German painter Jens Hesse’s work is influenced by digital glitches and distortions. Cleverly using corduroy fabric as a base, Hesse creates fragmented images that are abstract and representational at once showing a glimpse of reality and creating unexpected abstract moments via imperfections in technology.
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Jake and Dinos Chapman, ‘In Our Dreams We Have Seen Another World’ , 2013 -White Cube Gallery.
Yesterday was Miami Art Basel 2013’s preview, and B/D was there to get the scoop on Basel’s most innovative and interesting works. Here we’ve picked out a few pieces that caught our eye. Hope you enjoy these as much as we did!
Jakes and Dinos Chapman’s diorama fuses sensitive religious themes with mass branding and symbols of the global fast food chain, McDonald’s. The rather crude, and disturbing maquette juxtaposes, or rather, finds parallels between what seems to be violent scenes of apocalypse and crucifixions, and the globalization of American fast food chains. The artwork exudes great hostility; it truly makes for an uncomfortable yet very entertaining, and satisfying viewing. The piece pinpoints and creates controversy, as it look at a global economy superpower through the eyes of uncensored, critical, and dry humor.
Evan Penny’s sculpture was probably one of my top personal highlights from Basel. ‘Female Stretch’ is strange and confusing to look at. The artist accomplishes a flat look out of a three-dimensional sculpture. Besides the bizarre proportions, which I hope you can appreciate through the photos, I can say that Penny’s craftsmanship shines quite brightly through the sculpture’s accuracy when it came to small details. Hair, eyelashes and skin textures are almost impressively realistic looking.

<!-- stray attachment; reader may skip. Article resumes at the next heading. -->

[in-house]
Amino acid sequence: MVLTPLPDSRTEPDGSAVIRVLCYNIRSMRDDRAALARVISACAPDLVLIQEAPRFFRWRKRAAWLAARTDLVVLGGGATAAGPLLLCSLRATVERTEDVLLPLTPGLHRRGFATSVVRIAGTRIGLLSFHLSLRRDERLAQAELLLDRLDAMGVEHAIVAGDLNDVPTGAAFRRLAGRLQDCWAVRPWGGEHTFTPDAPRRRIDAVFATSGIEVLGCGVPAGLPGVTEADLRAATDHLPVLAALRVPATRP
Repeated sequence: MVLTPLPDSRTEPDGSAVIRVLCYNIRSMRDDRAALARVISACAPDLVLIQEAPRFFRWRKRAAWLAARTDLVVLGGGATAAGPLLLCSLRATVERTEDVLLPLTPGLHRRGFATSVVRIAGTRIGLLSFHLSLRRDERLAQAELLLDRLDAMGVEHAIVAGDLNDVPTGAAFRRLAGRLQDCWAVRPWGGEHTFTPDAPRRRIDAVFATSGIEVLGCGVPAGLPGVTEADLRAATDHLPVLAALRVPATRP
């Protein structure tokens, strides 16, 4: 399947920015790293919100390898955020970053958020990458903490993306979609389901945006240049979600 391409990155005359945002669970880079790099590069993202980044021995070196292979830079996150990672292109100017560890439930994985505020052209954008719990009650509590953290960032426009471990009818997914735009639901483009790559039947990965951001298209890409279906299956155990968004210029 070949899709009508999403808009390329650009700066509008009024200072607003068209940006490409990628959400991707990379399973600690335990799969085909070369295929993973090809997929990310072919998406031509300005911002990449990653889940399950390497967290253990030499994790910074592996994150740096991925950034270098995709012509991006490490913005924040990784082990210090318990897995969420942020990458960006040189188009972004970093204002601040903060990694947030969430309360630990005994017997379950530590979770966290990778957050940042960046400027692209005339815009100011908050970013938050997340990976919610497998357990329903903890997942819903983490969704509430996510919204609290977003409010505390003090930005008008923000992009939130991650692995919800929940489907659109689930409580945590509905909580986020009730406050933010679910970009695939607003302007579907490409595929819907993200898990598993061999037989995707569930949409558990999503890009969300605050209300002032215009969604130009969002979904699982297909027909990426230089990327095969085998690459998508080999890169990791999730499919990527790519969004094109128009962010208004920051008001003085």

A short animation from the mind of David OReilly. We observe the destructive, hopeful, yet abusive marriage between a cat and a mouse. Incredibly witty, minimalistic, and very conceptual. This is a personal favorite of mine.
Will Hutnick is a Brooklyn-based artist who works in painting, sculpture and installation. Incorporating acrylic, oil, ink, spray paint, tape and found objects into his work Hutnick creates works on paper that oscillate between being two dimensional and three dimensional. Using conventional materials in unconventional ways Hutnick changes the rules of painting. Using tape as his paint and paint as his sculpture, Hutnick manages to muddy materials while maintaining brilliance in color. Indeed, Hutnick has an amazing eye for color. And he uses it to generate narritive. With titles like, Marble Madness, Not So Secret Garden, and What Do You Call Those Things With The Wooden Beads And The Crazy Tracks?, Hutnick’s explosions of color become stories, emotions and sensations.
There is a fun to Hutnick’s works as well. The paintings are bright and beautiful, but there is a sense of humor to his work. His “balancing works,” involve late night sessions at the studio stacking any found object to the point of instability. Eventually, the ephemeral sculptures topple to the ground. Often, Hutnick was the only one to witness their existence at all.
Italian artist Francesca Pasquali uses a common household item as a point of departure: straws. Perhaps because we typically use and see straws one at a time, Pasquali’s simple work can be especially intriguing to look at. She cuts the straws to varying lengths and arranges them one by one into a large mass. The fields of straws almost appear to be organic, similar to coral or bacterial growths. However, the reality that the sculptures are decidedly inorganic and plastic never entirely escapes the viewers attention. Pasquali achieves an interesting play between natural formations and industrial materials.
Long time B/D collaborator and mighty stache master Jesse LeDoux stopped by our offices last week to hang out, eat some sausage for lunch and sign a few back issues for you! If you’re not familiar with Jesse’s work he is by far one of the most talented guys out right now. He’s illustrated The Shins Chute Too Narrow album (and got nominated for a Grammy for it!) as well as countless illustration projects for Suicide Squeeze Records, Target and a whole lot of other brands. If that’s not enough Jesse also shows and sells his work all over the world. So I guess what I’m trying to say is “he’s kind of a big deal.”
We have a 5 copies of our Archive Book and 9 copies of B/D Issue: M signed by Jesse so get to the shop and snatch them up before they sell out!
P.S. In case you’re wondering Jesse has been rocking that stache way before all you hipsters thought it was cool. Check out the image after the jump which shows him sporting it way back in 2006 at the Archive show.